As a comparison, you're now watching footage of  me shot on a digital camera and a pretty good   one at that. Now you're watching footage of me  shot on a phone. Notice any major differences?   If you have one of the newer iPhones - 12 or  later, then it should be Dolby Vision enabled.   Dolby Vision allows the user to capture a  much higher dynamic range than regular DSLR   or mirrorless cameras are capable of, but  the best part is that it then automatically   processes the files to play back with amazing  clarity and contrast. Colors are very true   yet vibrant. Blacks are deep and rich and  the highlights sparkle. It's basically   like watching something that's come out  of a Hollywood studio - it's that good. You need to be able to shoot, edit and  play back within the Dolby ecosystem,   which is currently supported by  all the latest Apple products.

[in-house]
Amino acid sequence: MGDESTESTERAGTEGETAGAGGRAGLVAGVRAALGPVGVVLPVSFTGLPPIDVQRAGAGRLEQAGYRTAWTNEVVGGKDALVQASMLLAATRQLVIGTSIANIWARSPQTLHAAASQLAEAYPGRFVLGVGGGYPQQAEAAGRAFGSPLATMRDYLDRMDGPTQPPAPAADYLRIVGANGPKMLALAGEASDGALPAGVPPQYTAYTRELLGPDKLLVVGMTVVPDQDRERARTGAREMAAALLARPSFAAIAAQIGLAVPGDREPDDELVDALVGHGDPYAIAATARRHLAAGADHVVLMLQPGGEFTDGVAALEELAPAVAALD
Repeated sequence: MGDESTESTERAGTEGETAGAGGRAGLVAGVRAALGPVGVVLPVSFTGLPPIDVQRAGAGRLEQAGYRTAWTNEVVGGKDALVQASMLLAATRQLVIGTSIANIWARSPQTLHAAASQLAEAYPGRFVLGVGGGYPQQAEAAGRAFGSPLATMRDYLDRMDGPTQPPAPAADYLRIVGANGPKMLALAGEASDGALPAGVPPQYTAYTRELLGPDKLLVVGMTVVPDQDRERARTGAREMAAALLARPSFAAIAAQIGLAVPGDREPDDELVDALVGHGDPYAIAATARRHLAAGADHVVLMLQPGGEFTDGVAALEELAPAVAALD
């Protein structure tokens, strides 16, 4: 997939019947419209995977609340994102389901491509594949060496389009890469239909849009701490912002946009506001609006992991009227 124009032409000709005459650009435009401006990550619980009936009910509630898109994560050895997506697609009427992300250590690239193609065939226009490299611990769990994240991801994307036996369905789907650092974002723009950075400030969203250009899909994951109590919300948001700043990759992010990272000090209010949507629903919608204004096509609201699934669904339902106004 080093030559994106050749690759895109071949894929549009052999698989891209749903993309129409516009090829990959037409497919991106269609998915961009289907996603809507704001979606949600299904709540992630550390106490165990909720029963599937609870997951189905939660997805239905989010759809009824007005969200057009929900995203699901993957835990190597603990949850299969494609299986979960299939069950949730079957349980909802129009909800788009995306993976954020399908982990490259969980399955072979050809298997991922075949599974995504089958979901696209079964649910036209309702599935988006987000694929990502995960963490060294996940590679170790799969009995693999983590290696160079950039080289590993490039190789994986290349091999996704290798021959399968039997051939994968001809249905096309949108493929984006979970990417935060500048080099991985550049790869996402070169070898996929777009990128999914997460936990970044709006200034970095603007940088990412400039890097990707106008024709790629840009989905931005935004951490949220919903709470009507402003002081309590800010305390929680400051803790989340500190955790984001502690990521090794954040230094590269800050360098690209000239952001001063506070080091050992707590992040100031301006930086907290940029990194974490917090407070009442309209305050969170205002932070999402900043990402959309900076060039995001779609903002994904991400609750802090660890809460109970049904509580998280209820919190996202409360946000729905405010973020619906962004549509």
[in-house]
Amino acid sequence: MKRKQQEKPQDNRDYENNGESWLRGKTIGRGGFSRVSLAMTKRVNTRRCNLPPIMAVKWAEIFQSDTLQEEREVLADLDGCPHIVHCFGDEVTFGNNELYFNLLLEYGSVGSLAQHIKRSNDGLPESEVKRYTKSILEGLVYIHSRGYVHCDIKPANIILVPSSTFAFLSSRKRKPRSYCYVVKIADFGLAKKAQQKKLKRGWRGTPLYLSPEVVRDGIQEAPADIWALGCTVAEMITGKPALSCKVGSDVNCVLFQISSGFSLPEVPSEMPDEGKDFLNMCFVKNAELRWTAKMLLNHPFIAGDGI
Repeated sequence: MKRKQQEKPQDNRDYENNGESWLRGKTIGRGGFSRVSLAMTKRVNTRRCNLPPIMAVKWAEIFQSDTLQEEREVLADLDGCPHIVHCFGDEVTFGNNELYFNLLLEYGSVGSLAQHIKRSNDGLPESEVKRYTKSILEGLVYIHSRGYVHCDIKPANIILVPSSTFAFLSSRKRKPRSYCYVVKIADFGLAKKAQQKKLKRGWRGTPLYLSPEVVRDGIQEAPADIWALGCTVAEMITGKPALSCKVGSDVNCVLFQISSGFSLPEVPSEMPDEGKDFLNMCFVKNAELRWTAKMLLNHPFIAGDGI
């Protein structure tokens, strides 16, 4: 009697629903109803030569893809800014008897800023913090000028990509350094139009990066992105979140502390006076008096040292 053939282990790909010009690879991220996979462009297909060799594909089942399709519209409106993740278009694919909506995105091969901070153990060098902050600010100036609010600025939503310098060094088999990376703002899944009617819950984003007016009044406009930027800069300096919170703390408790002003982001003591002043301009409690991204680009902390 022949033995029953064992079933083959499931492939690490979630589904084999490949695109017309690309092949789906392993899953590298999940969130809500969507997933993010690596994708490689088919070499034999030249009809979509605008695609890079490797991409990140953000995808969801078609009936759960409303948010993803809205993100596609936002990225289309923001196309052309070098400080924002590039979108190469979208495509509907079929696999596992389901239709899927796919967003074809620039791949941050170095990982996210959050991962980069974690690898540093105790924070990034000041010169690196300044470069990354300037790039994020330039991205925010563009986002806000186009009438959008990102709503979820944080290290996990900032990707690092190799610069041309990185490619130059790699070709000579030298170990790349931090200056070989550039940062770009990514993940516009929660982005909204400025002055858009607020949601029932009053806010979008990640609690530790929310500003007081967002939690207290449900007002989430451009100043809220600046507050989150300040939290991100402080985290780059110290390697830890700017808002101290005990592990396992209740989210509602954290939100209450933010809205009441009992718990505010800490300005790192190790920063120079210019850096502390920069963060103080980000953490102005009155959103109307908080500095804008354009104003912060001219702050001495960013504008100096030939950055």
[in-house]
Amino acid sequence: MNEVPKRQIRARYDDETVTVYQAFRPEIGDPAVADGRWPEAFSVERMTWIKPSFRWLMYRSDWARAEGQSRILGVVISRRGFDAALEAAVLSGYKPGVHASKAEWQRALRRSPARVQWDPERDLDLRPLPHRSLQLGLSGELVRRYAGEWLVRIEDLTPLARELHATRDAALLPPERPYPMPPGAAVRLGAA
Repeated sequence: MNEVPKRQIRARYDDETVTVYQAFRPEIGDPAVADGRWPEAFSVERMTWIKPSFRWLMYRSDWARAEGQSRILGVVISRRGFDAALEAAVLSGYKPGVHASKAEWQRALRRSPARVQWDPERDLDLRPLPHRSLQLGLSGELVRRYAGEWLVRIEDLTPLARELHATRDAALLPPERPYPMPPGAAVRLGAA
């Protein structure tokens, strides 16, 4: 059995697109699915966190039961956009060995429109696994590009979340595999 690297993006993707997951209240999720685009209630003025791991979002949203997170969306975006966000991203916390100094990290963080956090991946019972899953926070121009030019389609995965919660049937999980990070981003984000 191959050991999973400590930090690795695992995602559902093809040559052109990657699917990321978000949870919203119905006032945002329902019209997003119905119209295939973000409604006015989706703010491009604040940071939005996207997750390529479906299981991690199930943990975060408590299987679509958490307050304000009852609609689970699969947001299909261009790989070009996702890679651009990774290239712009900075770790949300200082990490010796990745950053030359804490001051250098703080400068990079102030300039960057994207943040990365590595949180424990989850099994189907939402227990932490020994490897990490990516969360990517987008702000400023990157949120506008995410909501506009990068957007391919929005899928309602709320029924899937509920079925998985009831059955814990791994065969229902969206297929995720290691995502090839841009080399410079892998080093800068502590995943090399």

When it comes to shooting video, the only thing  I can't achieve with this but I can do with this,   is a narrow depth of field - much like you're  seeing right now. However, there is plenty   that this can do that this can't, so if it were a  competition, I know where I'd be putting my money   when using a digital camera. There's lots of  technical things which I need to think about...   exposure, focus and a gimbal is often  needed to ensure a smooth and steady shot.   The iPhone takes all this workload away from  the user and allows us to concentrate on the   creative side of videography, which  is of course the most important part.   If you have your own website or social media  page when you showcase and promote your work   then adding moving images to the mix can  really help you stand out from a static crowd.